Canada needs a “nuclear renaissance” to reach net-zero, climate group says
Canada needs a “nuclear renaissance” to reach net-zero, climate group says

If the federal government is serious about reaching net-zero by 2050, Canada must go all in on nuclear power, a climate policy group says.

Clean Prosperity, a group that advocates for the “decarbonization of the Canadian economy,” wants policymakers to take a multipronged attack against the “certainty and cost issues” surrounding the country’s move toward clean energy. Switching to nuclear power will bring Canada closer to its international commitments and net-zero carbon emission goal, the organization says in a list of recommendations to federal and provincial policymakers.

The group outlined several issues the nuclear industry faces and summarized them into two categories it wants the government to address: cost and policy uncertainty.

“Solving for both cost and certainty is vital for expanding Canada’s nuclear fleet across three potential reactor classes: large, small, and micro,” the report said.

The group found that currently, nuclear energy generation has high upfront capital requirements and construction costs, longer project timelines than its alternatives, potentially snow-balling effects from one delay cascading into many, and  “market distortions” and “weak price signals” they say are exemplified by “low carbon prices for heavy industry.”

They proposed three solutions for Canada’s provincial and federal governments to adopt, which would help facilitate a nuclear renaissance and move the country toward a future with net-zero carbon emissions.

The first was for the governments of Canada to provide an “ambitious and stable policy” to aid the buildout of a fully-scaled fleet of “dozens or hundreds” of reactors.

One of the proposed solutions was to “fully expose electricity generation to carbon pricing,” making other forms of energy generation more costly while putting nuclear on a “level playing field.” The group urged governments to make clear decarbonization policy objectives to signal to industries with high energy requirements that they must switch to nuclear in the long run.

“Nuclear and nuclear-ambitious provinces should clarify their long-term electrification and decarbonization policy objectives — ideally beyond 2035,” the report said.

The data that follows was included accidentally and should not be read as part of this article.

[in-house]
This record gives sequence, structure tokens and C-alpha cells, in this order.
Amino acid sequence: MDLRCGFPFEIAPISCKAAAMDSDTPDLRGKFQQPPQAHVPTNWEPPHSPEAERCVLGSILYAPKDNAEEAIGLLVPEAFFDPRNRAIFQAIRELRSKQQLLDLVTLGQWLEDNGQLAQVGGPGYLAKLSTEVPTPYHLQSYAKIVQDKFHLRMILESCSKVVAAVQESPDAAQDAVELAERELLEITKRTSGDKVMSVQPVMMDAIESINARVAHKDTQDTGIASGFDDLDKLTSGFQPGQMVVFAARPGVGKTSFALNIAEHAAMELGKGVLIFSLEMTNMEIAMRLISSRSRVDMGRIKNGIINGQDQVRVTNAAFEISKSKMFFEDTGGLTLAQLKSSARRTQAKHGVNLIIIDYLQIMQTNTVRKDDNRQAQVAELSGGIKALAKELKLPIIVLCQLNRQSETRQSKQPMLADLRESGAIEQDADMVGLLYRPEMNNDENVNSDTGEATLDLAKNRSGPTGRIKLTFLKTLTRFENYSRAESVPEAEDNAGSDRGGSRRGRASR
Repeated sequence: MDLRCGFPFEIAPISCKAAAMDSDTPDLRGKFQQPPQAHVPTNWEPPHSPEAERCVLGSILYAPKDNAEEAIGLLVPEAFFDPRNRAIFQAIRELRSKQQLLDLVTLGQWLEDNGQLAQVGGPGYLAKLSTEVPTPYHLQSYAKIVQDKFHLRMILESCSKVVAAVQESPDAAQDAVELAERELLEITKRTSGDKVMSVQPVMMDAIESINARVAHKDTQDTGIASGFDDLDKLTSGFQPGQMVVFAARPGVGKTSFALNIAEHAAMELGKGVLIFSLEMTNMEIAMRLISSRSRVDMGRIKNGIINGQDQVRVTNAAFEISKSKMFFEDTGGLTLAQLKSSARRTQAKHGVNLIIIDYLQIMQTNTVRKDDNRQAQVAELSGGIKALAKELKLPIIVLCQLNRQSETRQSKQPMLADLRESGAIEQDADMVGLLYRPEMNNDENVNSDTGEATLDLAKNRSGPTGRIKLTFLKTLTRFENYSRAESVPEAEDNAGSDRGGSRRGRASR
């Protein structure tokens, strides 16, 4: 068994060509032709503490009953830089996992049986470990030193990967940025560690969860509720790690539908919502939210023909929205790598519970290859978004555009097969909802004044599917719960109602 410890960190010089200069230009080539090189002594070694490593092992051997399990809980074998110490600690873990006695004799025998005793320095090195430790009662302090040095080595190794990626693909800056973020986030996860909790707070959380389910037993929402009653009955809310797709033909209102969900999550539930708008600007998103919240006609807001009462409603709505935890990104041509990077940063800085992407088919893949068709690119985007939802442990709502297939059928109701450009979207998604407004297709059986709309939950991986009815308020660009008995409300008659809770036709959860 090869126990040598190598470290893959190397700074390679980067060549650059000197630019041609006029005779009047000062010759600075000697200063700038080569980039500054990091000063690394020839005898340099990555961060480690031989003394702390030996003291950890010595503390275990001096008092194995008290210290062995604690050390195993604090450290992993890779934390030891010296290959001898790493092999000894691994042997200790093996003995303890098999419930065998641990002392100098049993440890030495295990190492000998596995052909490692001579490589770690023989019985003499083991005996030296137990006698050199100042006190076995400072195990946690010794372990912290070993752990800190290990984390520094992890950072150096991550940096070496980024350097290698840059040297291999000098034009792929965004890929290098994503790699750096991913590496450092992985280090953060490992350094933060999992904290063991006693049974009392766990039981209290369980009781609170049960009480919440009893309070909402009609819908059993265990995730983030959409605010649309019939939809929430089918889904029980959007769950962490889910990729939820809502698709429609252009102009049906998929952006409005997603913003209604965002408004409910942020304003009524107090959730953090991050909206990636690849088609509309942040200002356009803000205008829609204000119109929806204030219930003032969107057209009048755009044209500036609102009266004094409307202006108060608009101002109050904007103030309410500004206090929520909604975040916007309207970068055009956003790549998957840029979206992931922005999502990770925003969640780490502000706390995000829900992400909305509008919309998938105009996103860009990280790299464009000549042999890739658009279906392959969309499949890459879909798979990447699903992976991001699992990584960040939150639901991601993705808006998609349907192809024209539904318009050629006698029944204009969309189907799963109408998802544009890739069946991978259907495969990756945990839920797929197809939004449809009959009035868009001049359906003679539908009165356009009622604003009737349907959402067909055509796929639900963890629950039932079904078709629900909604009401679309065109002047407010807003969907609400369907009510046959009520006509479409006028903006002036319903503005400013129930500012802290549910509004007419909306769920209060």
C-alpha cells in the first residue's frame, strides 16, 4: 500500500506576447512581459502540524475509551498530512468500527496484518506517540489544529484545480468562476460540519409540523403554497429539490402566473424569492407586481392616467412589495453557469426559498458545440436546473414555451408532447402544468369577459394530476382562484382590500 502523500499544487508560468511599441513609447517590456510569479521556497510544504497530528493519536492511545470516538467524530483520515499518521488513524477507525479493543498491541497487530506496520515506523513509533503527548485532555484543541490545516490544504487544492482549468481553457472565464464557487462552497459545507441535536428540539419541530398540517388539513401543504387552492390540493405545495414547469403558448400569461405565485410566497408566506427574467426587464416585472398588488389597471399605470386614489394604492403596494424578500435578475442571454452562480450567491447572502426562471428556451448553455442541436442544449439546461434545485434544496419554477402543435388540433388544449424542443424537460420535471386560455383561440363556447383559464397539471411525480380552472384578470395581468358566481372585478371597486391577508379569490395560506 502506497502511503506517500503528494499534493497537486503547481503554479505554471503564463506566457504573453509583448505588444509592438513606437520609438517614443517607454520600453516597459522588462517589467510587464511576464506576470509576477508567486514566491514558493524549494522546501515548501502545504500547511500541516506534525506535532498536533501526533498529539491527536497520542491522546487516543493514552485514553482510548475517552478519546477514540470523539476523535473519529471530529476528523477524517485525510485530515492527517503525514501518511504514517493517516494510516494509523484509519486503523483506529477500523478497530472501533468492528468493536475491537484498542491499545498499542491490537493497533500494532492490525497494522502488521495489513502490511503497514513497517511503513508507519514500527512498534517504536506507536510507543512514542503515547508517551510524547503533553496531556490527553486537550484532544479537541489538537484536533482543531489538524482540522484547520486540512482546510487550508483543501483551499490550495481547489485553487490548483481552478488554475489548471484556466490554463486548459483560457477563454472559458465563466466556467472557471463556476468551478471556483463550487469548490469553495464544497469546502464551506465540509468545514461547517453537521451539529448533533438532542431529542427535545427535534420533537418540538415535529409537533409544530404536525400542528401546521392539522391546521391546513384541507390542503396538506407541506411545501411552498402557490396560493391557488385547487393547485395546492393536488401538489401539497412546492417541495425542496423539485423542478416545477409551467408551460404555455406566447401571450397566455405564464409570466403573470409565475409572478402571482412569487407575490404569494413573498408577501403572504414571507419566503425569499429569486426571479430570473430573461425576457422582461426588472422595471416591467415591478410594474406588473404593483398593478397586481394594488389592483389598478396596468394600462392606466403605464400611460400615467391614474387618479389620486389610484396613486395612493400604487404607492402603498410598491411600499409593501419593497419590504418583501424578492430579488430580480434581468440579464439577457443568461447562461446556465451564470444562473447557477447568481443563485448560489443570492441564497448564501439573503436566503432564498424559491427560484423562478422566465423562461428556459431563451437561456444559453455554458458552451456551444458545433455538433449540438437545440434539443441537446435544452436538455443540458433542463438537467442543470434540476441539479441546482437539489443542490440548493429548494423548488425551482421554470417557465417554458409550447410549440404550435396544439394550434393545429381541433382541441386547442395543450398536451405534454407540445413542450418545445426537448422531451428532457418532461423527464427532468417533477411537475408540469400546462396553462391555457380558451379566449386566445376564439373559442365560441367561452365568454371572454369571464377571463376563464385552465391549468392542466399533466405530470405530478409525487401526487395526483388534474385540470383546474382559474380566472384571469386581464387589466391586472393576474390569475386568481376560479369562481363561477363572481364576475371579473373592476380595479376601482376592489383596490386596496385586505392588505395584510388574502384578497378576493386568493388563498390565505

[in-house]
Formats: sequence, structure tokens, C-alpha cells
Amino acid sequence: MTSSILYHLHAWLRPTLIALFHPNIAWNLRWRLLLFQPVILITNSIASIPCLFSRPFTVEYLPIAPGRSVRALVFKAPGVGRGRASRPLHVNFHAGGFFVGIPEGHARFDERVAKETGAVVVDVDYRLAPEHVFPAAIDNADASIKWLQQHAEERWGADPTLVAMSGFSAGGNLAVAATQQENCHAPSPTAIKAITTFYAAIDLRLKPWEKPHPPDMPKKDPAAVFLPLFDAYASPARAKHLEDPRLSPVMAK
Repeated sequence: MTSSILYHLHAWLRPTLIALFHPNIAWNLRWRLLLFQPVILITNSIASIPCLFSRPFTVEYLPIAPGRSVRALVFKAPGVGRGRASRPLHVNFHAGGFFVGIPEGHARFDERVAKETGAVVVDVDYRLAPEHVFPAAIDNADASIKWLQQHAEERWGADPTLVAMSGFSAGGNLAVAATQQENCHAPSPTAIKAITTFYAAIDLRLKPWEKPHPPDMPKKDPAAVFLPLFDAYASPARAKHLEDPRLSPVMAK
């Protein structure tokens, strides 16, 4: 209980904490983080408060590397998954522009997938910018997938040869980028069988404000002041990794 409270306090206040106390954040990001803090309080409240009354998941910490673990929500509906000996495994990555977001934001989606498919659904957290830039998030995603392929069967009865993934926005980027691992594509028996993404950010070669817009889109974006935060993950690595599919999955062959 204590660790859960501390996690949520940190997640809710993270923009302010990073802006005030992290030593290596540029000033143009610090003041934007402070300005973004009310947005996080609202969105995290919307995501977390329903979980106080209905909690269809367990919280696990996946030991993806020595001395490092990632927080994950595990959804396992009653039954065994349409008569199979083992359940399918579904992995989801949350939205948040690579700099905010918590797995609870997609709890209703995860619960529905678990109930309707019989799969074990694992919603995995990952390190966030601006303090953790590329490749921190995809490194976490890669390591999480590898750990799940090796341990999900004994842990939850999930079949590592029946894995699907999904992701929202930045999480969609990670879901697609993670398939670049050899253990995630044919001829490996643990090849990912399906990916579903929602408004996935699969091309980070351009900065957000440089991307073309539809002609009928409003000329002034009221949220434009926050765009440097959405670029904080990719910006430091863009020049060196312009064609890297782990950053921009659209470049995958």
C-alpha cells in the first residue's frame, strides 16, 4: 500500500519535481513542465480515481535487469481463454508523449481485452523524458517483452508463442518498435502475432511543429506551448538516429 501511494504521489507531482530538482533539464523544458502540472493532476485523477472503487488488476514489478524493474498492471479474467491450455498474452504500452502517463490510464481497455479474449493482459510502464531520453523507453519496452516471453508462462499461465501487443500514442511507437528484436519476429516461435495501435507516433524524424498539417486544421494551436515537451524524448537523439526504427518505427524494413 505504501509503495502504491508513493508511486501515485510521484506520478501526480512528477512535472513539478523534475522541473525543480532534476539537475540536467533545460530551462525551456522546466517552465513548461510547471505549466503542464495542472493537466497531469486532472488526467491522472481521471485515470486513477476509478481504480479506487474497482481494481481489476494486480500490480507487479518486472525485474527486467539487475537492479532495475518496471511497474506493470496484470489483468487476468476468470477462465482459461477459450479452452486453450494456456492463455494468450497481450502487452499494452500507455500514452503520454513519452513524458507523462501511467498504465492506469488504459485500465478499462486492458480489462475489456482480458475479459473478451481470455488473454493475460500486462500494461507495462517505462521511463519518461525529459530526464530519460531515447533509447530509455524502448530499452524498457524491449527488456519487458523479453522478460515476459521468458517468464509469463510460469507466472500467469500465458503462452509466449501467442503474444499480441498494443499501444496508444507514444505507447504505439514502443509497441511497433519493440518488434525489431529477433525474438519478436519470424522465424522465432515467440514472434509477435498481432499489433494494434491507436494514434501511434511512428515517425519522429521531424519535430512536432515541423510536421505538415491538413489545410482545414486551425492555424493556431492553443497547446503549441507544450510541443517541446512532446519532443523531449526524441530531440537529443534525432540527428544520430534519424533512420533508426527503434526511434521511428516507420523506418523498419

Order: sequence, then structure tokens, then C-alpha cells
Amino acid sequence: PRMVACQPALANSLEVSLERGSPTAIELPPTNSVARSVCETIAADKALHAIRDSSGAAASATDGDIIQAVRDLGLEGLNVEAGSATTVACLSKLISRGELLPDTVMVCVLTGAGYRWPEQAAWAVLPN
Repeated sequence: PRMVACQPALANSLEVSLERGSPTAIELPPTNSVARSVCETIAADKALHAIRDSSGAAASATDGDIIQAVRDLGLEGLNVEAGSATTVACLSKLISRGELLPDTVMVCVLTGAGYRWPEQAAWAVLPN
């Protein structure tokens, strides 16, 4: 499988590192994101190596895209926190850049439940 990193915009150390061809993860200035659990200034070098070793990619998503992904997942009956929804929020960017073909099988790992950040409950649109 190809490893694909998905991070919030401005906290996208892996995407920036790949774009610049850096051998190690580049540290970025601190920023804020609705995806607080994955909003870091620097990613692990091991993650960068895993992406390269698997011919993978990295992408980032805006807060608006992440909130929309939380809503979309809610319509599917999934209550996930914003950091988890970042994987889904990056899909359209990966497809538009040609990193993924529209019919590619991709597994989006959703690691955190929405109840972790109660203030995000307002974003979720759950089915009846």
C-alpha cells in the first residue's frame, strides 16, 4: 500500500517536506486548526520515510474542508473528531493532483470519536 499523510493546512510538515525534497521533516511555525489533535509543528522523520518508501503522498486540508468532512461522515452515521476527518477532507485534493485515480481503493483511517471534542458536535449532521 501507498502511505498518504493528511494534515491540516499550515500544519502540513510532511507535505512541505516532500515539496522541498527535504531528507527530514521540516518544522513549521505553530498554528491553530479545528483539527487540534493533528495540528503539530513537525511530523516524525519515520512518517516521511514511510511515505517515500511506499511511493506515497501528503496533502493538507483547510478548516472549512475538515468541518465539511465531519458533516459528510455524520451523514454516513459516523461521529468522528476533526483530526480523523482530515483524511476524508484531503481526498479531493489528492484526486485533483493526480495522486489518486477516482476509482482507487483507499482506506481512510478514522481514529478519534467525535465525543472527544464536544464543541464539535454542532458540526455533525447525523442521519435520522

Clean Prosperity’s report seeks target dates and clear deadlines that industries must meet to achieve a net-zero grid, also recommending a phase-out of current financial support, which it says rewards efforts rather than results in moving towards nuclear energy.

Clean Prosperity’s final recommendation was for governments to “prioritize fleet-based approaches” when deploying commercial nuclear reactors of all sizes.

“Advanced reactors need to become progressively less expensive to build over time. To accelerate this process, policymakers should prioritize approaches that seek to build as few reactor models on as few sites as possible, in large quantities,” the report said.

Clean Prosperity said Canada should have a  “small portfolio” of different types of large, small and micro-sized reactors.

“This will help new advanced reactors become progressively less expensive to build. The first and best chance for a strong start to a potential nuclear renaissance is the successful completion, on time and on budget,” it said.

“Nuclear reactors are long-lived, large-scale, high-capacity assets that produce zero-carbon electricity with low land-use requirements and manageable risks related to safety, waste and security.”

The report’s authors said nuclear power is valuable for provinces seeking to electrify their economies and decarbonize their grids. Clean Prosperity believes nuclear energy is worth the investment.

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